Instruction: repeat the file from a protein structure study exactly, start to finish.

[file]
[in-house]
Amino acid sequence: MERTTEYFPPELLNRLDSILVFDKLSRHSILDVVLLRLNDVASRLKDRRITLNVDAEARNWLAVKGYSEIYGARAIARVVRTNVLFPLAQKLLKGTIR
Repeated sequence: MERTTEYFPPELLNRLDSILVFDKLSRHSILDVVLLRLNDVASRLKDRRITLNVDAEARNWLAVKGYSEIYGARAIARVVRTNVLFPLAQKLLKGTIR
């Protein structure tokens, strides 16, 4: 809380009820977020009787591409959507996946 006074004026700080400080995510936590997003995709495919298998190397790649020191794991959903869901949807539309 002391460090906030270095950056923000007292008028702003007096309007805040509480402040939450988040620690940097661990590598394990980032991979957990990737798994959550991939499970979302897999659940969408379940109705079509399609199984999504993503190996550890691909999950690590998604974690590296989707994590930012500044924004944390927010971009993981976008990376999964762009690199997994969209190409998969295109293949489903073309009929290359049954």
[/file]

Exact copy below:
[in-house]
Amino acid sequence: MERTTEYFPPELLNRLDSILVFDKLSRHSILDVVLLRLNDVASRLKDRRITLNVDAEARNWLAVKGYSEIYGARAIARVVRTNVLFPLAQKLLKGTIR
Repeated sequence: MERTTEYFPPELLNRLDSILVFDKLSRHSILDVVLLRLNDVASRLKDRRITLNVDAEARNWLAVKGYSEIYGARAIARVVRTNVLFPLAQKLLKGTIR
């Protein structure tokens, strides 16, 4: 809380009820977020009787591409959507996946 006074004026700080400080995510936590997003995709495919298998190397790649020191794991959903869901949807539309 002391460090906030270095950056923000007292008028702003007096309007805040509480402040939450988040620690940097661990590598394990980032991979957990990737798994959550991939499970979302897999659940969408379940109705079509399609199984999504993503190996550890691909999950690590998604974690590296989707994590930012500044924004944390927010971009993981976008990376999964762009690199997994969209190409998969295109293949489903073309009929290359049954």